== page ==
Cessation of “Identity” is not the same as destruction of “Identity View”. Whether if you are the one who practices for the fruit of stream-enterer, once-returner, non-returner or arahant, you practices for the cessation of craving and clinging of five aggregates. Complete destruction of craving only happens when you attain arahantship; yet a stream-enterer has destroyed the fetter of “identity view”, while an arahant has fulfill the cessation of “identity”. Such description hardly resonates to those who are new to Dhamma; it’s not possible to understand with just words alone.
To understand the context, you need to understand how the fruit of stream-enterer and arahant are realized respectively; without such understanding, it’s not possible to grasp the meaning of those words.
In dependence of craving, clinging to five aggregates arises; because of clinging, views of self of various forms inevitably arises. Does a stream-enterer relinquish clinging yet? Not yet; but he is certain to become an arahant in the future, who relinquishes all sorts of clinging.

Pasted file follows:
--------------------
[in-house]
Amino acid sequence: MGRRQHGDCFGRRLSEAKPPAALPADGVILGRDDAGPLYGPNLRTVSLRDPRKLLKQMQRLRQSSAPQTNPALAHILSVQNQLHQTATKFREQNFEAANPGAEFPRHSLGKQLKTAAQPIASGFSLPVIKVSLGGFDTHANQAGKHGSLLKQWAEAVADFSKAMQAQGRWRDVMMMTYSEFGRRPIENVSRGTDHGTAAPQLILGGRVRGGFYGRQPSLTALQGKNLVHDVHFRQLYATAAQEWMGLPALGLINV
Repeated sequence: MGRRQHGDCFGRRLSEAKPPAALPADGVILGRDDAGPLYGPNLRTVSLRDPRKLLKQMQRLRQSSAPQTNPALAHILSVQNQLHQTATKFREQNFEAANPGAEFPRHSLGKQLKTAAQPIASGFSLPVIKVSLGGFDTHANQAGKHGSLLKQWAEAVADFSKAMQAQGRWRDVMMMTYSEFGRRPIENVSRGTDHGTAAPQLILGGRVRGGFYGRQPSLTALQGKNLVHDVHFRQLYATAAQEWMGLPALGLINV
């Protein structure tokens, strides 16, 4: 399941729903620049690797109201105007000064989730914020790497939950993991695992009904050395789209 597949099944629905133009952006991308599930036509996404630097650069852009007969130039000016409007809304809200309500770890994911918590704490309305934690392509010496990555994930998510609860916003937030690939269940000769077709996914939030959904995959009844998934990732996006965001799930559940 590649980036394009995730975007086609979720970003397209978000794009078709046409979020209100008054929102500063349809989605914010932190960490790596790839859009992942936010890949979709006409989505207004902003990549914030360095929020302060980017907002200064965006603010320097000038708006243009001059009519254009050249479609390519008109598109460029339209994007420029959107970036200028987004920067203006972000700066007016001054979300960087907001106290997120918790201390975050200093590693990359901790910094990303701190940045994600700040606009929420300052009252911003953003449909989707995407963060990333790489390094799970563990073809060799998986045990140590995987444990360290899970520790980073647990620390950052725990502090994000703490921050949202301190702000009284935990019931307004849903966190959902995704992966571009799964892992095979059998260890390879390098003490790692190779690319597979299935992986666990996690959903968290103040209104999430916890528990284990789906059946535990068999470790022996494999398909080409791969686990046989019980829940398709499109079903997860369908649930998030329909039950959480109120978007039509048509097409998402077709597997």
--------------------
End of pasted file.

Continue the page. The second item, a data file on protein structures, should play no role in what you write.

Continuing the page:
Does a stream-enterer has a complete understanding of phenomena of arising and passing; on how they arise; on how they pass away? Not yet; he does, nevertheless, makes an important breakthrough that set him in an irreversible path. Such breakthrough is sometimes explained as the destruction of three fetters: identity view, doubt, and distorted grasp of rules and vows. These three fetters are actually related to each other.
Let me explain the destruction of three fetters in greater details.
It’s only possible for one who practices for the cessation of craving because what was being craved for are not exclusively pleasant; they are impermanent, suffering. The cause for one who carefully attends to origination and passing away of suffering because they suffer and realizes themselves have suffered.